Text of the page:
If Paula Dean provides an example of how a larger than life personality and killer branding can overcome mediocre email marketing, Cesar Millan is a classic example of how an equally big personality gets email marketing right.
With a story every bit as compelling as Paula’s, Cesar has crafted an entirely new career, not as a dog trainer, but rather as the world’s leading “dog psychologist.” His show teaches the viewer as much – if not more – about people than about dog behavior.
According to legend, Millan illegally crossed the border into the US at 18, with $100 in his pocket, speaking no English and not knowing a single soul in his new country. After stints as a dog groomer and limo driver, he began working with some of the most aggressive dogs in Los Angeles and gained a following, eventually attracting the sponsorship of Jada Pickett Smith, going on to star in the Dog Whisperer and founding the Dog Psychology Center.
Every Sunday morning when I’m checking my email, Cesar’s weekly newsletter arrives in my inbox. (I would be curious to know how his marketing team selected Sunday as it is not one of the days known as “best” for email newsletter scheduling, yet the day fits well with Cesar’s mellow, spiritual personality.) Since I first subscribed, I’ve never failed to read his letter which is an engaging blend of personal stories, product advertisements, a guest post and a contest or reader involvement of some kind.
When Cesar’s beloved dog, Daddy, an apparent reincarnation of Ghandi in the form of a pit bull, passed away recently at the age of sixteen, Cesar’s newsletter featured an announcement and a beautiful tribute. To honor his legacy, Cesar and his wife, Illusion, created The DEAR Fund for dogs who “are victims of abuse or violence, man-made disasters(hoarder and puppy mill rescues), and large-scale natural disasters (hurricanes, fires, and other natural catastrophes).”
Upon learning of Daddy’s passing and the Fund, I headed on over to make a contribution.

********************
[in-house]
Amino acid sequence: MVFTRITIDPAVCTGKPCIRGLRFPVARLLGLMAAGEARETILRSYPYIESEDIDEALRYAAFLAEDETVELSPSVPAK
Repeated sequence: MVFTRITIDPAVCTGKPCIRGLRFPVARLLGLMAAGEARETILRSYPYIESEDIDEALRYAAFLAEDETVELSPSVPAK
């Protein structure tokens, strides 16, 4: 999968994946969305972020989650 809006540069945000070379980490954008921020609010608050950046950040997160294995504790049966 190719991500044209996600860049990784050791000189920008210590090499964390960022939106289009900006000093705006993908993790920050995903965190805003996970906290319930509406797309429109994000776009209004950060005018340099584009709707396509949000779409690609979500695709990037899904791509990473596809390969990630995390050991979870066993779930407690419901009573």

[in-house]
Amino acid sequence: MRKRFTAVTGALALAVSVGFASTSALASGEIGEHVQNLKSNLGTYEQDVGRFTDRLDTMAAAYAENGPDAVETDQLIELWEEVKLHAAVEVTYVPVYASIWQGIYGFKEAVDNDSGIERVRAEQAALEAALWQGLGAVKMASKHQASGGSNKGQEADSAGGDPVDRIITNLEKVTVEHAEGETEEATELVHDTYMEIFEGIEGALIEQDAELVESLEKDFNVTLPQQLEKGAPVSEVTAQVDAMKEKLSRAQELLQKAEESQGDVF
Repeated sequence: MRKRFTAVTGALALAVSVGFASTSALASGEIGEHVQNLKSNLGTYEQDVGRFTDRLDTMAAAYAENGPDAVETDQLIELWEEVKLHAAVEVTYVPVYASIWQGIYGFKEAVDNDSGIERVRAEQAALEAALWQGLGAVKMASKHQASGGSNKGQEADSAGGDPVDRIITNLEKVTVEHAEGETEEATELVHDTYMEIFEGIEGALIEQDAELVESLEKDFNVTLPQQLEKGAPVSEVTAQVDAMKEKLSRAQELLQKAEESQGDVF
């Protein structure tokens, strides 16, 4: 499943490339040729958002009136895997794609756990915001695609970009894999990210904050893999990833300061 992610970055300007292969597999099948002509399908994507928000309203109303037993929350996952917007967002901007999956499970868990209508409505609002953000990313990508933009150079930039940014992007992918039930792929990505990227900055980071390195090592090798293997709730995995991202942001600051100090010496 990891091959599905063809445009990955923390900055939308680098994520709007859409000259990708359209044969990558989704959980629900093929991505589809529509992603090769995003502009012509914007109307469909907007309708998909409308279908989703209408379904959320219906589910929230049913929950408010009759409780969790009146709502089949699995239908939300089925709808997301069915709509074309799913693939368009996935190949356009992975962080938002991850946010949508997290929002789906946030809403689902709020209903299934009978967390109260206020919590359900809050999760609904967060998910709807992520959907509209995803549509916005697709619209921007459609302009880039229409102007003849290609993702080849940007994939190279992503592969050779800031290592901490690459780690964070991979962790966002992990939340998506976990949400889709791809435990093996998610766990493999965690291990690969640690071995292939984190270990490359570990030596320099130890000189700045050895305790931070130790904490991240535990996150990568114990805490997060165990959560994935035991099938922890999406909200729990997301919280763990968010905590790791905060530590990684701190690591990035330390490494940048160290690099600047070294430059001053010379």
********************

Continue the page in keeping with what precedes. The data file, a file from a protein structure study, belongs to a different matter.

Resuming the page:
Considering that the announcement of The DEAR Fund knocked out the servers, I think it’s safe to say I wasn’t the only one with that thought.
In short, Cesar uses his weekly newsletter to build upon his relationship with you, the viewer.
Wouldn’t you like to establish that kind of relationship with your potential donors and donors?
One nonprofit doing just that is an organization called Best Friends. Take a look at their welcome email:
Welcome to Best Friends Animal Society!
We’re sending you this email because you’ve registered for updates on the Best Friends website. If this is incorrect, please send an email to email@example.com with “Unsubscribe” in the subject line.
What can you expect from us? These e-mails will bring you the most up-to-date information on all the programs at Best Friends as well as general updates and features on the more than 1,700 animals at the sanctuary as well as our animal rescue efforts across the country.
The work we do is vital to the quality of life of the animals we care for… and we couldn’t do it without knowing we had you behind us every step of the way. We’re so thankful you’ve chosen to support Best Friends. Please take a moment to explore our website and all it has to offer. Whether you want to learn more about animal adoptions or pet safety, there’s something there for everyone who loves animals.
While you’re there, please also consider making a gift; or even becoming a part of our Guardian Angel program. Guardian Angels are a very special group of members who provide a constant source of security for the animals, and you could too with your monthly commitment today! For more information please be sure and visit our Guardian Angel site.
Thank you for joining our efforts to make No More Homeless Pets a reality.
The Best Friends staff
Let’s dissect this email, paragraph by paragraph:
First paragraph: lets you know why you’re receiving the email and how you can unsubscribe.
Second paragraph: let’s you know exactly what to expect from Best Friends (would be even stronger if they informed you when you would be hearing from them)